Our team of medical experts are ready to help

Your questions answered

Mo asked...

Freckly spots on face

Tags: Skin

Hi, I am a 37 year old male with generally good health. I weigh 68kg and am fairly active. Over the last 10 years I've noticed small, dark, freckly spots appearing on my face. Over the years they've increased in numbers around the side of my eyes and just underneath. They've also appeared in large numbers on my back. These spots are very similar to those the actor Morgan Freeman has on his face. Is there anything I can do to reduce or remove these from my face and back?

  • mother-thermometer-doctor-at-hand

    Do you need to see a GP quickly?


    Would you like to speak with a doctor by video or phone at a time that suits you?

    Our Doctor@Hand service, delivered by Doctor Care Anywhere, offers a doctor appointment by video or phone at a time that suits you.

The answer

We believe that the condition you may be referring to is Dermatosis Papulosa Nigra.

Dermatosis papulosa nigra (DPN) is a variant of seborrhoeic keratoses. Seborrhoeic keratoses are very common, it is a benign skin condition where there is an over proliferation of normal skin cells.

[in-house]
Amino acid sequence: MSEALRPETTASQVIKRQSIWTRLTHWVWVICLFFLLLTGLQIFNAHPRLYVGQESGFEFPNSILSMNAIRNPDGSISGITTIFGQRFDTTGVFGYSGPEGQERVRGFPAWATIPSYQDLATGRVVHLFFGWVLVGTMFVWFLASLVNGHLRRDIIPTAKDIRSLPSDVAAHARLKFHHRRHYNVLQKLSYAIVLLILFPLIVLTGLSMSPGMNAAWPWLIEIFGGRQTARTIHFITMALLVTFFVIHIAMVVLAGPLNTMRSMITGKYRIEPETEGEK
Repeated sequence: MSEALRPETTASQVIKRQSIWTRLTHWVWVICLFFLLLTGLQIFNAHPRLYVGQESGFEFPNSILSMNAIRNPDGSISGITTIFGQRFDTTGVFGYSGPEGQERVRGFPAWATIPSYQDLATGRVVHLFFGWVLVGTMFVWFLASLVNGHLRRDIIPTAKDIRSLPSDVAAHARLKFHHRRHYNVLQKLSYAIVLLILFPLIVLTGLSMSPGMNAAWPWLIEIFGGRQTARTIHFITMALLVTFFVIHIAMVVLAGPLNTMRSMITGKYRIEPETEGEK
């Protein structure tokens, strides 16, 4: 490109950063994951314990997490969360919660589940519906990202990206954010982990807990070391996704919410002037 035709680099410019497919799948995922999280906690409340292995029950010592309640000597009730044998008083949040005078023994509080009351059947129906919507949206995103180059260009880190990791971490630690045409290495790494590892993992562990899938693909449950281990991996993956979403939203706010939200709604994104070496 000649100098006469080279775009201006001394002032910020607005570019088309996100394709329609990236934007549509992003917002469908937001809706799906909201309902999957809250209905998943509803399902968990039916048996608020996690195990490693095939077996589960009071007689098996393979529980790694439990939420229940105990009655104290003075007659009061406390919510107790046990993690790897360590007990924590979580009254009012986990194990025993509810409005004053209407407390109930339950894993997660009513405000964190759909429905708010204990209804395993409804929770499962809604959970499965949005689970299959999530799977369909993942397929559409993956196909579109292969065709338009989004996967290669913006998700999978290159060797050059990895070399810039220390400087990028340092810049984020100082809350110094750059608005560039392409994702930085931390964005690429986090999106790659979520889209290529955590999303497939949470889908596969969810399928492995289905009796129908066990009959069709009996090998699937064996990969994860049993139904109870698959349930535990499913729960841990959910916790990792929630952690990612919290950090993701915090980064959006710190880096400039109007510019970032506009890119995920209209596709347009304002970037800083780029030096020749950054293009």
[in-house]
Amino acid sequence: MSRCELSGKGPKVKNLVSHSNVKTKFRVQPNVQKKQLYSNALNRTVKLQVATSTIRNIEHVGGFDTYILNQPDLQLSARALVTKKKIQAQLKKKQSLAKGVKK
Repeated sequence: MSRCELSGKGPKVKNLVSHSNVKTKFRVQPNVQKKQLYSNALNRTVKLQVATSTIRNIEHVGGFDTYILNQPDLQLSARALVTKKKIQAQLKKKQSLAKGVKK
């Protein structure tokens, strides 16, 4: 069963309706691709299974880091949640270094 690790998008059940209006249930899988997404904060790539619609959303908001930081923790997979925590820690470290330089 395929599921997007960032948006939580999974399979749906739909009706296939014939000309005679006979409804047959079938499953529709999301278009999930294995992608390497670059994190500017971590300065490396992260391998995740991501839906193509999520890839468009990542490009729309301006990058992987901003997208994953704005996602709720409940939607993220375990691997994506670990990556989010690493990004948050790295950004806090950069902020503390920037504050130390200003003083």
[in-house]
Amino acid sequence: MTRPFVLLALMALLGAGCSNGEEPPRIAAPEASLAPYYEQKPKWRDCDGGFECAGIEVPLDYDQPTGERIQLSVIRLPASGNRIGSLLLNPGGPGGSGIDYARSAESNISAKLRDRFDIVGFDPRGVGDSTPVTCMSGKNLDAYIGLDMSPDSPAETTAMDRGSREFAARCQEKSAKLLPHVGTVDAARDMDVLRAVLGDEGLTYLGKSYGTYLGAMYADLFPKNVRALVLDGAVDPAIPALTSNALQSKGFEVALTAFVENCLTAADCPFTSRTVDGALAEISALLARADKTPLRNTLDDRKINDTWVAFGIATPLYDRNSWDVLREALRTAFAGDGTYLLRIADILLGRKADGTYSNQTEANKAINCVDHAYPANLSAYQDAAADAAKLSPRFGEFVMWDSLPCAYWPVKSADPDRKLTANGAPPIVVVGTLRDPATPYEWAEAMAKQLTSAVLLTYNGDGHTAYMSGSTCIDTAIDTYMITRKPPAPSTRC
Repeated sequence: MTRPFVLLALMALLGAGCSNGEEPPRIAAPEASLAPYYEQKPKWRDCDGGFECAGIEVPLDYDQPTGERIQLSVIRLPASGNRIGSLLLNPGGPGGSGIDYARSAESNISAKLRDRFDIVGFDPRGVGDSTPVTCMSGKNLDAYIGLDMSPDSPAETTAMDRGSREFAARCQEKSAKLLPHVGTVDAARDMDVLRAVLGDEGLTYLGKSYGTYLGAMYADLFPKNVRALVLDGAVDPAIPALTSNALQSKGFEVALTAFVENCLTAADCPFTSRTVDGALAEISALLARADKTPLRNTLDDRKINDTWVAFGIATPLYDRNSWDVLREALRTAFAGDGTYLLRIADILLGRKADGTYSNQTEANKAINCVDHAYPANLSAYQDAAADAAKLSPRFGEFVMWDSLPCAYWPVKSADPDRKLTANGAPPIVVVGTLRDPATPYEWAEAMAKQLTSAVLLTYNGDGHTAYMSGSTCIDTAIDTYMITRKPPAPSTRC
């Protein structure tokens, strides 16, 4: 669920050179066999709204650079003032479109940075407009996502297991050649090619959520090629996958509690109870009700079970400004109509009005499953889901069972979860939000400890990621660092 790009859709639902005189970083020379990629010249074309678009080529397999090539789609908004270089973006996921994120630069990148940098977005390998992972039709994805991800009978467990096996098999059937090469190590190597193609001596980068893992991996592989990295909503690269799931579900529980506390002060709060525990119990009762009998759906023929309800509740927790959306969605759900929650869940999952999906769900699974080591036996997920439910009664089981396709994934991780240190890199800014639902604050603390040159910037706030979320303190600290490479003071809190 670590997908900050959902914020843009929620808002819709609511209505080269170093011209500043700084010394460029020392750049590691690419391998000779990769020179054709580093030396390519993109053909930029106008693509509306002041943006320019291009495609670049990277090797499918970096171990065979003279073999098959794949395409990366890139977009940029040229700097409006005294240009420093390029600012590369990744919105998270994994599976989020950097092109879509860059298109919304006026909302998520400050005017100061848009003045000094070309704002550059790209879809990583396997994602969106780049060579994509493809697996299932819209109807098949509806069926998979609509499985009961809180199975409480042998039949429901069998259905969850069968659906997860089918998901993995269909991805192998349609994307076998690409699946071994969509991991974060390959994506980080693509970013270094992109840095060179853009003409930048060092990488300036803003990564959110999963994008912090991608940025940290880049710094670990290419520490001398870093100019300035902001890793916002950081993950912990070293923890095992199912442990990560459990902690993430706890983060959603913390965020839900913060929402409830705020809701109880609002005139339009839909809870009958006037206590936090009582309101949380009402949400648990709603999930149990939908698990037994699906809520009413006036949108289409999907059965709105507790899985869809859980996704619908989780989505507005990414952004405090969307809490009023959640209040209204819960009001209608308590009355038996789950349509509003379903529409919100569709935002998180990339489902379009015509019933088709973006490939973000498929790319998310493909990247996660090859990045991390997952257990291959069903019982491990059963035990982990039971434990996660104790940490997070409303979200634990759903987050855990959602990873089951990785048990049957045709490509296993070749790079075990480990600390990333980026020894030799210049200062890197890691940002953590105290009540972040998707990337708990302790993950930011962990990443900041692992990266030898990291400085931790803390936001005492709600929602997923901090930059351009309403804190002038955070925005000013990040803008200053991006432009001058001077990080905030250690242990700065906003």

By the age of 70 years, 75% of the UK’s population will have at least one of these growths. The number of these growths on the skin can range from just a few - to hundreds. Dermatosis papulosa nigra tends to appear at an earlier age in years than seborrhoeic keratoses.

Because seborrhoeic keratoses are benign and it’s a non-infectious skin condition, where there are no symptoms, typically people learn to accept this skin condition as a fact of their lives. Once the growths are removed, new keratoses will appear and this can be very frustrating, especially when the growths are on the face.

It is possible to have some of the keratoses removed by a dermatologist or by general practitioner, but often people decide not to go ahead with these forms of treatment. There are two standard forms of treatment, they can be removed by curettage (scrapping them off with a local anaesthetic) or they can be removed by cryotherapy ( freezing with liquid nitrogen). The reason as to why seborrhoeic keratoses develop, is not fully understood. We would suggest that you speak to your general practitioner for an accurate diagnosis and guide to the management of the skin condition that you are experiencing.

Answered by the Health at Hand nurses  

Newsletter sign up

Sign up to our monthly newsletter, Better Health, to receive our latest health and wellbeing updates.

Sign up to newsletter